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We want to show that if $a,b\in G$ where $G$ is a finite Abelian group, we have $\operatorname{LCM}(|a|,|b|) = |ab|$ given that $ab \neq e$.

How I approached this question was by saying let $\operatorname{LCM}(|a|,|b|) = L$. Then if we show that $L$ divides $|ab|$ and $|ab|$ divides $L$ then $|ab| = L$. Showing that $|ab|$ divides $L$ was fine. But then I am having trouble with the second part that is showing $L$ divides $|ab|$. For this, so far I have:

Consider $(ab)^{|ab|} = e = a^{|ab|}b^{|ab|} $ since we know $a \neq b^{-1}$ by assumption then we can conclude that $|a|$ divides $|ab|$ and $|b|$ divides $|ab|$. We know that $L = \frac{|a||b|}{\operatorname{gcd}(|a|,|b|)}$ from here can we conclude that $L$ divides $|ab|$?

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This first part was fine, I understand that |ab| divides L, I wanted to know if I approached the second part of trying to show that L divides |ab| was correct. –  user77404 Jun 19 '13 at 1:21
    
This is very likely to be a duplicate, though I can't find one at the moment. –  Zev Chonoles Jun 19 '13 at 1:24
    
How exactly did you get that |a| and |b| divide |ab|? –  anon Jun 19 '13 at 1:46
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@Zev I think this might be a duplicate It's close, but it talks about the existence of an element of order lcm(|a|, |b|), in an abelian group with elements $a$, $b$, not specifically that $|ab| = \operatorname{lcm}(|a|, |b|)$ –  amWhy Jun 19 '13 at 1:46
    
oops, that's not quite right, it is in fact a duplicate! –  amWhy Jun 19 '13 at 1:53

2 Answers 2

up vote 5 down vote accepted

But then I am having trouble with the second part that is showing |ab| divides L.

Recall that if $g\in G$ and $g^n=e$, then this implies implies $|g|$ divides $n.$ So $(ab)^L = e \implies |ab|$ divides $L.$

Edit: If you are trying to show that $L$ divides $|ab|$, then with respect to your last question, the work you have, knowing that $$L = \frac{|a||b|}{\gcd(|a|,|b|)}$$ tells you $L$ divides $|a||b|$. If you can show it follows that $$L = \frac{|ab|}{\gcd(|a||b|)}$$ then you have shown that $L$ indeed divides $|ab|$.

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No, in general |a||b| does not divide |ab|. –  anon Jun 19 '13 at 1:36
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We don't know that $|a||b|$ divides $|ab|$. –  amWhy Jun 19 '13 at 1:39
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You've made some good progress. I did find a "duplicate sort" of question, take a look at this post for a nudge to completion! Recall, What you want is to conclude lcm(|a|,|b|) = |ab|, and for this part of the problem, that $L$ divides |ab|, so don't take on more than you need to! –  amWhy Jun 19 '13 at 1:54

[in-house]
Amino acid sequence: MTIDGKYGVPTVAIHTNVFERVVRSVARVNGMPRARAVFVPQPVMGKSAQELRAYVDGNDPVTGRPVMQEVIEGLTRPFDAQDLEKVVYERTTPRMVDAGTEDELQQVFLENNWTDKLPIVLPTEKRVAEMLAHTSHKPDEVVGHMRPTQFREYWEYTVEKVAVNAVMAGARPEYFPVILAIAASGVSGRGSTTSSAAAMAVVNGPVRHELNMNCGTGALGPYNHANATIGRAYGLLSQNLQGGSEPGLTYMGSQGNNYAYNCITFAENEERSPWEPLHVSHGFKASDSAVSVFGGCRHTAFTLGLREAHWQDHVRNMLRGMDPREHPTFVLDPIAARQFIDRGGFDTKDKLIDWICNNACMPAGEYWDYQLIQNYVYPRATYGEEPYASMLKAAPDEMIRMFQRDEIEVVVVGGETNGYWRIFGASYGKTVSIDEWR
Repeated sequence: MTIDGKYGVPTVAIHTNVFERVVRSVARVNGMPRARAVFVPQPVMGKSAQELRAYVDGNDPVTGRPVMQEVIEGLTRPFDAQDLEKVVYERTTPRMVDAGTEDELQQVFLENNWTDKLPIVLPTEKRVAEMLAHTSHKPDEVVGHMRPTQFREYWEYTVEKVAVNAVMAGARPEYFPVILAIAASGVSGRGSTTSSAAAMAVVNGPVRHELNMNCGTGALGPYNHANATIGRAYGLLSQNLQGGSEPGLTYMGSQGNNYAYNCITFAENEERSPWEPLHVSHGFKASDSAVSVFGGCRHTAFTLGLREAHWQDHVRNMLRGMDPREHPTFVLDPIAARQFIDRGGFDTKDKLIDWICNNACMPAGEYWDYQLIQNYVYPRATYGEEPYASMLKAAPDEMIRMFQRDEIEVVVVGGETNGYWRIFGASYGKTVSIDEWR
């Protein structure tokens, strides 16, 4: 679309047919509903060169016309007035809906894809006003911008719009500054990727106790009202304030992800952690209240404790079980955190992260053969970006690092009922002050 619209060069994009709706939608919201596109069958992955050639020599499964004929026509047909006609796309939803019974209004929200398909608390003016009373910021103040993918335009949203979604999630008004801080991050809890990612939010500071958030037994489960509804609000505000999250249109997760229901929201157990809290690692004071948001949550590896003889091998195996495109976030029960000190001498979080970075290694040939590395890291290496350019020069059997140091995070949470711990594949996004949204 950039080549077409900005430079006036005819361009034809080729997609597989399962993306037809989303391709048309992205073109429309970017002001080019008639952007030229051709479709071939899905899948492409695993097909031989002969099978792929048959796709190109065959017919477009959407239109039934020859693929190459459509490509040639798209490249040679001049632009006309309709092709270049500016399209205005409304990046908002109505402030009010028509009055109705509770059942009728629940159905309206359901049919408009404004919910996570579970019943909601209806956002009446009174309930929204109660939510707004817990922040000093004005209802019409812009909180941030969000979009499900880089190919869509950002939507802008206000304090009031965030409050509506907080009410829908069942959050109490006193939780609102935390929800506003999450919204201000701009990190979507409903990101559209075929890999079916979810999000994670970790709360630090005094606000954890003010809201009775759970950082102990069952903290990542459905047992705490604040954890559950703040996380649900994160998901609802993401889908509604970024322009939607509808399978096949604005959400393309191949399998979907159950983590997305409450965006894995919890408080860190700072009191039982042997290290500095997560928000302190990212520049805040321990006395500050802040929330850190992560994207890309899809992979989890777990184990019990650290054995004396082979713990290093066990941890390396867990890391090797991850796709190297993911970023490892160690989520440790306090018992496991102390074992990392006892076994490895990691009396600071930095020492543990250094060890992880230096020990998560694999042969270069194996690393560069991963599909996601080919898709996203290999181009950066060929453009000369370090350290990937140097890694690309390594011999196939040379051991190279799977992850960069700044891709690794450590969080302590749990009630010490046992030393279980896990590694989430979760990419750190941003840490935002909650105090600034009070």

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@amWhy , i think there is intuitive proof as follows , we can show easily that if $g\in G$ and if $g^n= 1$ then $|g|$ \ $n$ , i think every one will accept that ! " it's easy to prove it also".now , let $L.C.M(|g|,|h|)=L$ first , it's easy to prove that $(gh)^L=1$ using the fact that $(gh)^k=g^k * h^k$ as $G$ is abelian so $|gh|$ \ $L$ , now , if $L$ is not the order of $gh$ then there is some $r <L$ and $(gh)^r =1$ so $r$ must be a multiple of $|g|$ and $|h|$ so $r\geqslant L$ contradiction since $L<r$ so $|gh|=L=L.C.M(|g|,|h|)$ ,it needs some details to be done,but i think it works –  Maths Lover Jun 19 '13 at 9:50
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@MathsLover I really like your idea, I think I will go with that thank you. Another approach I discovered is to consider cases. We can show that if |a|,|b| are relatively prime (gcd(|a|,|b|)=1) then lcm(|a|,|b|)=|a||b| = |ab| this is not to hard to show. If |a| = |b|, then also lcm(|a|,|b|)=|a|=|b| = |ab|. However, I wasn't sure about the case where gcd(a,b) = k > 1. But your approach fixes the last part of my proof, thanks. –  user77404 Jun 19 '13 at 15:47

The stated result is wrong

In the (additively written) cyclic group $\Bbb Z/6\Bbb Z$ of order$~6$, the elements $a=1$ and $b=2$ respectively have orders $|a|=6$ and $|b|=3$. Then $L=\operatorname{lcm}(6,3)=6$, but that is not the order of $a+b=3$, since that element has order$~2$. So the statement fails.

This also shows that your argument that $|a|$ and $|b|$ both divide $|ab|$ cannot work. You seem to think that since $a,b$ are not inverses of each other, $a^m$ and $b^m$ are not inverses of each other either, with $m=|ab|$. But in the example $m=2$, and here it is the case that $a^2$ and $b^2$ are inverses of each other (additively written these elements are $2a=2$ and $2b=4$). When you say "by assumption then we can conclude that $|a|$ divides $|ab|$" it is not clear what assumption you are referring to, but your conclusion is wrong.

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